Let me demonstrate some of my charcoal drawing techniques.
This is one of the few charcoal drawings which I drew directly from a photograph.
In the few cases where I've done this, I give credit to the photographer. (The photographer here was American jazz photographer, William P. Gottlieb.)
Even in these cases, however, I make changes to my charcoal drawings so they are not exactly like the photograph. I make these changes to add my own personal dramatic effects, and to work within the limitations of charcoal.
Some people have a difficult time drawing from life because they find it hard to translate the three dimensions in real life onto a two-dimensional drawing surface.
Others can easily translate what they see whether they are creating charcoal drawings from a photograph or drawing from a live model.
In either case, you must observe very carefully, and then translate those observations expressively onto the surface of your charcoal drawings.
Before applying any charcoal drawing techniques, you should make preliminary drawing pencil sketches.
This one was drawn in ink (which is unforgiving since you can’t erase!)
Some of the lines, particularly those in the hand, were done quickly in order to get the feeling of movement. These are called gesture lines. The rest of the lines can all be considered to be contour lines.
This first preliminary looks three dimensional because of carefully chosen lines. Referring to the numbers on the preliminary drawing above:
Then I drew a second preliminary in pencil (below). I did this to further refine things before adding any charcoal drawing techniques.
As always, I traced the last preliminary on to my good Meridian paper. (Use a light table to do this if you have one.)
At this stage, I had a pencil drawing on a completely white piece of Meridian.
Then the real work began.
In order to bring the drawing alive, I had to address the lighting and the texture over the entire surface. This is all done with charcoal drawing techniques acquired through experience.
Note the following charcoal drawing techniques:
The black background: When I started the charcoal drawing this area was a pure white piece of paper. It is very important that the black areas be evenly blended . . . otherwise it won’t look real and it will clash with the detail of the foreground figure.
How to achieve a black background:
You can also buy charcoal dust but if you don’t use it often in your charcoal drawings, scraping the pencils works just fine. Just remember, a little bit of charcoal dust goes a very long way.
My next challenge was to extend the black area precisely around the outline of Armstrong’s head, hand, trumpet and handkerchief. I did those areas with a fine soft-bristle brush.
One last thing: Making white paper look black requires patience.
More on How to Draw with Charcoal
This image was created from a 1959 photograph taken by jazz photographer, William Claxton. The only major alteration I made was to black out the background singers. I’m using this drawing to demonstrate the level of realism you can achieve with charcoal drawing techniques.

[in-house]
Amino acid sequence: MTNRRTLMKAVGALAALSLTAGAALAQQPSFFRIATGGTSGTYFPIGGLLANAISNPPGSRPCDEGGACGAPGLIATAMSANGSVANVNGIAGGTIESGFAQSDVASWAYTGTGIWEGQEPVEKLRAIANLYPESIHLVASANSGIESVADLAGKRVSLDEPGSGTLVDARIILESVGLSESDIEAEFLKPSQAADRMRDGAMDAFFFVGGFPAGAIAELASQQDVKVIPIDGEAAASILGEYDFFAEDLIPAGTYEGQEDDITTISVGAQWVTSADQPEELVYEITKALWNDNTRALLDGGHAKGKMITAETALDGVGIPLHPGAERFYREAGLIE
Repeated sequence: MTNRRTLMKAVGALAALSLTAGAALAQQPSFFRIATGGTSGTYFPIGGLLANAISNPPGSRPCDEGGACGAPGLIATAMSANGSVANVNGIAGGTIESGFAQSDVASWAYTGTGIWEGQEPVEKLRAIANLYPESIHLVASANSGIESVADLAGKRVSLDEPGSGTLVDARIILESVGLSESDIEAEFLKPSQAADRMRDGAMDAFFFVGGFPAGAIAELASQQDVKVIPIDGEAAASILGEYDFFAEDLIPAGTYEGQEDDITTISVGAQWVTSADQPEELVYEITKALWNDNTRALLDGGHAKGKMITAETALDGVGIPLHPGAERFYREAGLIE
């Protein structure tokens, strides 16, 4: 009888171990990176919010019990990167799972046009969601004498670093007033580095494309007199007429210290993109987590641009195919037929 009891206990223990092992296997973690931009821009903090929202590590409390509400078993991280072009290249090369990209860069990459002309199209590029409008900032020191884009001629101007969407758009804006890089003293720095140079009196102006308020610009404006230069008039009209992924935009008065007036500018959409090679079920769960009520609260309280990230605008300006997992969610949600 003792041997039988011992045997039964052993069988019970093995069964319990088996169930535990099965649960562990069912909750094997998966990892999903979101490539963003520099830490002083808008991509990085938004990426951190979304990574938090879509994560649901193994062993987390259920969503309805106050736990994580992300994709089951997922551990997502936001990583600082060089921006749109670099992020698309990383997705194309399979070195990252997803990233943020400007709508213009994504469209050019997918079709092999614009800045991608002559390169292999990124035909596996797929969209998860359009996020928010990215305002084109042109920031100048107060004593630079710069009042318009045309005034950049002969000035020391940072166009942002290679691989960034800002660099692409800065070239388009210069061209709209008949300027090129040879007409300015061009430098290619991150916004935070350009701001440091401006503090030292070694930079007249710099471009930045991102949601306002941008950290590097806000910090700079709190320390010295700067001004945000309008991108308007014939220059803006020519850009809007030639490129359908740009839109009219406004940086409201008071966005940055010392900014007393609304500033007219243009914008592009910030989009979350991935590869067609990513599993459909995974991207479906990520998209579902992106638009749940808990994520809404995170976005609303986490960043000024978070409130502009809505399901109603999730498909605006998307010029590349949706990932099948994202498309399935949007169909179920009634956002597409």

Above on the left is my preliminary pencil drawing. Always make a preliminary drawing to plan out your strategy before you commit to charcoal. Notice that the use of gesture lines already creates a sense of movement in this preliminary drawing.
Those areas I have darkened will be the shadowed areas in the final piece. Charcoal affords me the full spectrum from black to white (the whitest white will be the paper itself). This range of tonal values means I can achieve depth, drama, and realism in my charcoal drawings. I’ll get the blackest blacks from soft charcoal pencils (anything from 3B to 6B) and I will get the lightest grey from vine charcoal.
#1: This dramatic highlight is a stark contrast in black and white.
#2: This dramatic highlight is a contrast and a mid-tone. This whole area contrast nicely against the above highlight (See #1)
#3: This charcoal area was done very lightly with vine charcoal.
#4: Subtle highlights are created by pulling a kneaded eraser across the vine charcoal. Very close observation reveals that those highlighted areas are reinforced with slightly darker lines (done with blending stumps). This close attention to detail implies the sheer texture of the dress.
#5. Movement is created in this area with a light watercolour brush.
#6. Note the power a small shadow has. This is a clearly delineated shadow created with HB and 2B pencils.
#7: This entire leg is done in less detail to imply the singer’s movement. It was done with light touches from a 3B pencil, and watercolour brushes.
#8: A small area, but important. It serves two purposes: a) it provides a highlight (which creates interest); and b) most importantly, it implies the ankle bone, thereby adding tactile realism to the whole foot.